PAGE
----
Last week, (former) Texas Rangers all-star Josh Hamilton signed a $125 million contract with the Los Angeles Angels making him one of the highest paid players in the game today.
The Texas Rangers were and are upset.
According to ESPN, Rangers general manager Jon Daniels had hoped to re-sign Hamilton, who led Texas to consecutive World Series appearances in 2010 and 2011. He said he was disappointed the Rangers never got a chance to match any offer during the process, as they had expected, or be contacted before Hamilton agreed with another team.
Hamilton is a 5 time all-star and former MVP. He could have demanded that type of money from the Rangers or nearly any other team in the league. I guarantee that the Angels offer was not going to be far off from Texas’ offer (had he let them).
So, something else is at play here.
The slugger was considered a risk by some teams because of his history of alcohol and substance abuse, which derailed his career before his surge with the Rangers over the past five seasons. Hamilton had a relapse with alcohol last January and another one in 2009.
“I have a past history of making mistakes with drugs and alcohol, drinking twice in seven years, which is not good for me,” he said. “They’re going to help me with my support system to put things in place that I had with the Rangers. Nothing that is straining the organization or the clubhouse.”
We, as quitters, know that the first rule of quitting is to protect your quit first. We know that, when left to our own devices, we will fail. We know that success comes in part from our support system.
Although Texas showed great support for Hamilton initially (before he was a proven commodity), they made a fatal mistake last year. Hamilton quit chewing tobacco mid-season.
Nolan Ryan had this to say (again, per ESPN) about it in October:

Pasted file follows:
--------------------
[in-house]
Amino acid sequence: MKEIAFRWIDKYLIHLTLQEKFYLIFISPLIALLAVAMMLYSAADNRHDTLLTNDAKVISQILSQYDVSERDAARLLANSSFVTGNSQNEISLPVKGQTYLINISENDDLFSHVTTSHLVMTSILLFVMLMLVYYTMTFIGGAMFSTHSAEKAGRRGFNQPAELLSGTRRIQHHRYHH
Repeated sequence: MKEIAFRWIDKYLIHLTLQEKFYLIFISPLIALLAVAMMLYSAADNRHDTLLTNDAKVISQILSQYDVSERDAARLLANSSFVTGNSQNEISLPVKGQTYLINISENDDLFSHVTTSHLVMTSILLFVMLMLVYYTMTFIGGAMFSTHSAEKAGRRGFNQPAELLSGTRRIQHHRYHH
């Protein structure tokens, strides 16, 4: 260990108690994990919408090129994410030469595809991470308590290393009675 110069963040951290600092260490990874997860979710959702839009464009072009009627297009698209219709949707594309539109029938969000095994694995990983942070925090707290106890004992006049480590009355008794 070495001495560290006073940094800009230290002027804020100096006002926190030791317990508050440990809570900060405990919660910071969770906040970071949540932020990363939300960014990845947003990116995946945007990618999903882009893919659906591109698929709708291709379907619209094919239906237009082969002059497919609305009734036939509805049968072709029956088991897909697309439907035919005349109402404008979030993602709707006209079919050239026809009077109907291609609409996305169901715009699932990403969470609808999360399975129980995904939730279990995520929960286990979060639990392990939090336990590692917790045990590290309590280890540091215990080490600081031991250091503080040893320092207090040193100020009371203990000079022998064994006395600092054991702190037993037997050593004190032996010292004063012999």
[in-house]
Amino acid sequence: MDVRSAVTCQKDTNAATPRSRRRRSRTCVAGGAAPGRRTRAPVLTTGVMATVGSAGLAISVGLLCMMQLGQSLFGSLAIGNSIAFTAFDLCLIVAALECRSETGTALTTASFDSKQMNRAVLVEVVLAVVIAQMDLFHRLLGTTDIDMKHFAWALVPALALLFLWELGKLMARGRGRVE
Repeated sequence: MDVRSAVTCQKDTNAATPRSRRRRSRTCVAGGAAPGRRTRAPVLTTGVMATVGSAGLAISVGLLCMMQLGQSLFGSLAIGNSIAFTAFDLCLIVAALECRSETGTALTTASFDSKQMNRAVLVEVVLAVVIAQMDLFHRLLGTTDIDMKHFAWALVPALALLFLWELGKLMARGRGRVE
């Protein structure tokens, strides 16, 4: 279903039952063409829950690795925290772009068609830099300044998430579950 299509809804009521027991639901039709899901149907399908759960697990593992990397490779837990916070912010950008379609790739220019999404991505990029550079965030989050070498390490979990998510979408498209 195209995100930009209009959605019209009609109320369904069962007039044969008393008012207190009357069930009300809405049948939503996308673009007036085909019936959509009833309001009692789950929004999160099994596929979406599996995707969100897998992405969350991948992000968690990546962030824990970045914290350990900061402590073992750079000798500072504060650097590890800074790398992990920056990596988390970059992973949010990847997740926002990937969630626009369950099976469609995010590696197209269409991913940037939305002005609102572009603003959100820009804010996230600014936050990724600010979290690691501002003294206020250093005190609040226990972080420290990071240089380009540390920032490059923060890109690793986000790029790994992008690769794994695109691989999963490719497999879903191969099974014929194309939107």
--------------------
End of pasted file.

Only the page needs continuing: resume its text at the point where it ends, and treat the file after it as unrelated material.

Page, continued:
You would’ve liked to have thought that if he was going to do that, that he would’ve done it in the offseason or waited until this offseason to do it,” Ryan said during an appearance on ESPN Dallas 103.3 FM’s “Galloway and Company” this week. “So the drastic effect that it had on him and the year that he was having up to that point in time when he did quit, you’d have liked that he would’ve taken a different approach to that.
This is a very common attitude from some of our “supporters”. It’s easy to support somebody when it doesn’t effect your relationship. But real support is shown when there is a cost associated.
It should not have mattered how few games it cost the Rangers last year ultimately.
I would have bolted to greener pastures as well.
I have great respect for what Ryan has done both as a player and as an owner of the Rangers. He seems to have a very good head on his shoulders, but he is completely wrong on this.
Tomorrow never comes to an addict. You can’t quit when the “timing’s right”. There will always be strife, and there will always be a better time to quit. Even though Mr. Ryan sees this battle as small compared to the rest of Hamilton’s battles, it is important. A quit does not start when the last pitch is thrown and won before the first pitch of the next season is hurled. It is an everyday battle regardless.
I’m guessing that Josh Hamilton saw this flaw in his support system at Texas. I’m guessing it made him second guess his entire relationship with the organization. I’m guessing he did what we all are asked to do at some point in our quits: Protect your quit at all costs.
Nobody can make you use.
No amount of money or fame is worth being enslaved by a tiny metal can and a poisonous weed.
We all can quit. It’s just a matter of how bad we want it or what lengths we are willing to go to.
540 days quit